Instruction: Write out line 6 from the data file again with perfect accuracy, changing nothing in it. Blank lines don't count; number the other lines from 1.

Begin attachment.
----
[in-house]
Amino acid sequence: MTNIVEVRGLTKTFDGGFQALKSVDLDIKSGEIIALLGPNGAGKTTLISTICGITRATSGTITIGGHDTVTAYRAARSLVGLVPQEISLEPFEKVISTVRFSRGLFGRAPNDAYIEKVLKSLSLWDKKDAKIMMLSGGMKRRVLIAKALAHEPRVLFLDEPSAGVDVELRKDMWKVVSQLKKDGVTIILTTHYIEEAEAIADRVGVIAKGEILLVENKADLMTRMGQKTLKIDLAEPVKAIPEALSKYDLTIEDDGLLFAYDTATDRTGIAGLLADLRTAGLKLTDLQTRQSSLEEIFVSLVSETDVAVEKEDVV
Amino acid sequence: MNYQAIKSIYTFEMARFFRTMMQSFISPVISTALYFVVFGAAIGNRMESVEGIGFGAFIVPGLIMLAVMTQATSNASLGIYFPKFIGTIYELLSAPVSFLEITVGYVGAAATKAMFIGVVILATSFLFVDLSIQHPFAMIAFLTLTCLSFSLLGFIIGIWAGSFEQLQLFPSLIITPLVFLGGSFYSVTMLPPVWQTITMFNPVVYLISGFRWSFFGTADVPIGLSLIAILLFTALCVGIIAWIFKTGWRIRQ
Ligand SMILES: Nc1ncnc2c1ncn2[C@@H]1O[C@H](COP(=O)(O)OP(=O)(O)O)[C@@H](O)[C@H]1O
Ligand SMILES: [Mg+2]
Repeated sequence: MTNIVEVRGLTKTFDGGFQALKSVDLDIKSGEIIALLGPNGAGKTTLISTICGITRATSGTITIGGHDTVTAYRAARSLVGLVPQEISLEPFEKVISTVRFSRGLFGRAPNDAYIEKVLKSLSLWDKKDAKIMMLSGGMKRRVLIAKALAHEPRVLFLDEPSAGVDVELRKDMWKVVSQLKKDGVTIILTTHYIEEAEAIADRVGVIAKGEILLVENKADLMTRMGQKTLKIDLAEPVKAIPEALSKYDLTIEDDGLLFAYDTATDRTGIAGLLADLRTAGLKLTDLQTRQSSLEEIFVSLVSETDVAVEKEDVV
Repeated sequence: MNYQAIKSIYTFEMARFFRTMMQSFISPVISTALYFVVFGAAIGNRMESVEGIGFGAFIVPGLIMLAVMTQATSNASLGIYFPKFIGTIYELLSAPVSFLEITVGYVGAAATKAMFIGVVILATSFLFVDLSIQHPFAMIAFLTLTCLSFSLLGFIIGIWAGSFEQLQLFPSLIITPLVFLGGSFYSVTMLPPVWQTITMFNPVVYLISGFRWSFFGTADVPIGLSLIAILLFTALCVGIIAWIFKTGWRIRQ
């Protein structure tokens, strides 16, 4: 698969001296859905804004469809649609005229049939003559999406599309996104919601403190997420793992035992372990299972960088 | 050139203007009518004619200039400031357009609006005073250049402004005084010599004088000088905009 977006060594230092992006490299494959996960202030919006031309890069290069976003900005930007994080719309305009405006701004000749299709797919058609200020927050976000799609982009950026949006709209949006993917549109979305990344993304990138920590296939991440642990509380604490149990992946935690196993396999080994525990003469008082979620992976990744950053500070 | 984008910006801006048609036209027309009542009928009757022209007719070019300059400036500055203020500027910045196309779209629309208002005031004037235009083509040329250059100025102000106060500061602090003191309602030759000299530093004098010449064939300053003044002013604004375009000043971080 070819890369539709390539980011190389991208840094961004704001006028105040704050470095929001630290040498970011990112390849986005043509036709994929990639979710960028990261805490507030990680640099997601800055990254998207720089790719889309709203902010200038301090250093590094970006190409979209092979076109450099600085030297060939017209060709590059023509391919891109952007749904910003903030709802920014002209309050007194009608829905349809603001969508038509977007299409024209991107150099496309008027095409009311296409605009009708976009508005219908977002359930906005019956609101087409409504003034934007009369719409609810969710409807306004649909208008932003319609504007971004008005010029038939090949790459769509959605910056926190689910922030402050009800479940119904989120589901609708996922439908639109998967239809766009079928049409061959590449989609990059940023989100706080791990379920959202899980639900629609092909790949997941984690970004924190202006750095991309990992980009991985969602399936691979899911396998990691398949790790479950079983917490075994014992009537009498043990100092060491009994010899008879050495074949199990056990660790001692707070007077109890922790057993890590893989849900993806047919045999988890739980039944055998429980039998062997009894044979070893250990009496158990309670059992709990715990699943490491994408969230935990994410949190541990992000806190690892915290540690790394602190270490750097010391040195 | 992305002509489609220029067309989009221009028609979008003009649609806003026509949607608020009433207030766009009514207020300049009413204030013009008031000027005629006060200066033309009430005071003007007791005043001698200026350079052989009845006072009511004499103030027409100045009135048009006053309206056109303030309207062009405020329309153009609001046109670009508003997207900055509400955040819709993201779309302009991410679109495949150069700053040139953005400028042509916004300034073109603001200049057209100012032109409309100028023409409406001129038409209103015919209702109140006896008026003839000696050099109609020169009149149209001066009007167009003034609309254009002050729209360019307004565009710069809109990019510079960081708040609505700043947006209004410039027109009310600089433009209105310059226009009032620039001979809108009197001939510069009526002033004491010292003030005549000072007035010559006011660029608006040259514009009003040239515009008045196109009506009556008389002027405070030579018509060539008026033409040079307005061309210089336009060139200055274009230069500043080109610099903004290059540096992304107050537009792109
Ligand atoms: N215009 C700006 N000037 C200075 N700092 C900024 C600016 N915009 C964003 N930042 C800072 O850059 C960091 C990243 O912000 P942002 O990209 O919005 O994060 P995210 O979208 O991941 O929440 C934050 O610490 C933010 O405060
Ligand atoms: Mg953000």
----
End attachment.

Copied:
Repeated sequence: MTNIVEVRGLTKTFDGGFQALKSVDLDIKSGEIIALLGPNGAGKTTLISTICGITRATSGTITIGGHDTVTAYRAARSLVGLVPQEISLEPFEKVISTVRFSRGLFGRAPNDAYIEKVLKSLSLWDKKDAKIMMLSGGMKRRVLIAKALAHEPRVLFLDEPSAGVDVELRKDMWKVVSQLKKDGVTIILTTHYIEEAEAIADRVGVIAKGEILLVENKADLMTRMGQKTLKIDLAEPVKAIPEALSKYDLTIEDDGLLFAYDTATDRTGIAGLLADLRTAGLKLTDLQTRQSSLEEIFVSLVSETDVAVEKEDVV